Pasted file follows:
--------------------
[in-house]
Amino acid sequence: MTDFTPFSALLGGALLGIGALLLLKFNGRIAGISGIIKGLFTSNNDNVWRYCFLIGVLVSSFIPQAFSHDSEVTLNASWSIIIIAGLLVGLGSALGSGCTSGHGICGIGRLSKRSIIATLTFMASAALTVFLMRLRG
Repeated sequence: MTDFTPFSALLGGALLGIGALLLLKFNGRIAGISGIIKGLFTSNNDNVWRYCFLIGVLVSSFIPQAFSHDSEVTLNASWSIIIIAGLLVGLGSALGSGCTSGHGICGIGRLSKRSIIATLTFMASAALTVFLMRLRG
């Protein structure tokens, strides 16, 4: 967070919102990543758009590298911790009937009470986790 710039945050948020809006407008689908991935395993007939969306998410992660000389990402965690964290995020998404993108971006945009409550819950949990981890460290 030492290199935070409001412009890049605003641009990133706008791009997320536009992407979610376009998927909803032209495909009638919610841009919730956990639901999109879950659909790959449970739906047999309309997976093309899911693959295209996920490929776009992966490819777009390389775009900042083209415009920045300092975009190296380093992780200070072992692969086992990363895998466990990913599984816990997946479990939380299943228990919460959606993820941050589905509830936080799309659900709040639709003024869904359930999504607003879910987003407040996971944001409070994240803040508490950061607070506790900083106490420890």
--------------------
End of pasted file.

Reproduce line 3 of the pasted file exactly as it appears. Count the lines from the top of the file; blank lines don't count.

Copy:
Repeated sequence: MTDFTPFSALLGGALLGIGALLLLKFNGRIAGISGIIKGLFTSNNDNVWRYCFLIGVLVSSFIPQAFSHDSEVTLNASWSIIIIAGLLVGLGSALGSGCTSGHGICGIGRLSKRSIIATLTFMASAALTVFLMRLRG